These were a special “term of council” priority: some funds for new projects not already included in the OCP. In this year’s budget, we see $2.875 million for completing five community connections projects. 2018 will be the last year we’ll be seeing this, unless the next council wishes to continue setting aside some funding for active transportation beyond the scope of the OCP.

Given that budget 2018 also provides $180,000 for missing links studies and design, with similar amounts forecast out to 2021, we are optimistic the missing links will continue to be filled in.

  • CC7 Linkages at Confederation Line stations
  • CC8 Belfast to Trainyards Multi-Use Pathway
  • CC10 Doug Thompson Path to Manotick Link
  • CC12 Cedarview to Holly Acres Pathway Holly Acres Rd. to Cedarview Rd
  • CC13 Wayfinding Signage & Cycling Tourism – Rural

Ottawa bicycle and foot paths and bridges

Lighting along the multi-use pathway between uOttawa and Hurdman Stations (Wards 12 and 17) for a cost of $1.5 million

Harmer Avenue footbridge over the 417 will be rebuilt for $11.73 million.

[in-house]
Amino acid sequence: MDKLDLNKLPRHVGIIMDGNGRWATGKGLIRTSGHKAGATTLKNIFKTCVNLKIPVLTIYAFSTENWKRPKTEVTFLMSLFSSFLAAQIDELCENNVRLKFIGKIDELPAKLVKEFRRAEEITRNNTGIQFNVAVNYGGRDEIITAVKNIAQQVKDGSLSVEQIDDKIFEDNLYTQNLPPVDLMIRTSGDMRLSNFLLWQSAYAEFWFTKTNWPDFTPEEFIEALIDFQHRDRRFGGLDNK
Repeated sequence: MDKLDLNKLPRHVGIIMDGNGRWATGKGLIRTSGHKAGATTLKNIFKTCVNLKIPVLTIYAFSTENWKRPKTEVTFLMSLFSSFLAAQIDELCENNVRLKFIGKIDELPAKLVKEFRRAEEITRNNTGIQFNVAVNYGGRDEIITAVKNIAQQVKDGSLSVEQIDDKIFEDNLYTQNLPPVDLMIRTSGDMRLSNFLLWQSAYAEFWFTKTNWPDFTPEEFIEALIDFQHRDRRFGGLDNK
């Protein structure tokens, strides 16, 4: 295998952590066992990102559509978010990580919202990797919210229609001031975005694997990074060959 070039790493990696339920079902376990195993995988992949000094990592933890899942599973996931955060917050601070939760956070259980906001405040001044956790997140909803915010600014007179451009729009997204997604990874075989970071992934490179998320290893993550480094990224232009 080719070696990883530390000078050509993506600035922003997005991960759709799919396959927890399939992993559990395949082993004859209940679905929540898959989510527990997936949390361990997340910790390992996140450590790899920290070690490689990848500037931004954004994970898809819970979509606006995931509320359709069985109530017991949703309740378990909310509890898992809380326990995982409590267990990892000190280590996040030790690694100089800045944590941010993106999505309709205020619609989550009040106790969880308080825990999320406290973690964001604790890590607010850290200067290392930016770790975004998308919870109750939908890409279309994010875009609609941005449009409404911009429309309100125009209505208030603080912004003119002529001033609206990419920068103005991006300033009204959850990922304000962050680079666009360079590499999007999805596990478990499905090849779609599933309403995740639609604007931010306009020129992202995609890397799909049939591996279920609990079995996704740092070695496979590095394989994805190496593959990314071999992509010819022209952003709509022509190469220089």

Reconstruction of deteriorated multi-use paths (MUPs). You can expect smooth new asphalt at:

  • Karsh Park MUP: Karsh Dr. to Blohm Dr. (Ward 10 Gloucester-Southgate)
  • Conroy Park MUP: Conroy Rd. to Blohm Dr. (Ward 10 Gloucester-Southgate)
  • MUP from Forestglade Cres. to Hawthorne Rd. (Ward 10 Gloucester-Southgate)
  • Path link from Chomley Cres. to Caverley St. (Ward 18 Alta Vista)
  • MUP link from Bathurst Ave. to Shelley Ave. (Ward 18 Alta Vista)
  • Byron Linear Park path, Redwood Av. to Golden Av. (Ward 15 Kitchissippi)

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The bidirectional bike lanes in front of the US Embassy in Ottawa. (Hans Moor)

Steady Progress

So that’s everything that’s new for 2018. No surprises, for good or for ill. The plans continue to be rolled out, and we are steadily seeing new bicycle infrastructure built. In total, we’re estimating about $25 million being spent by the city on cycling facilities, shared-use facilities, and initiatives that improve the cycling experience in Ottawa. A bit less than what we saw in 2017, but still quite a lot more than in every other year prior to that. Even though there’s a lot of catching up to be done, this is a respectable level of investment, and we’ll soon be able to look back and see how much has changed.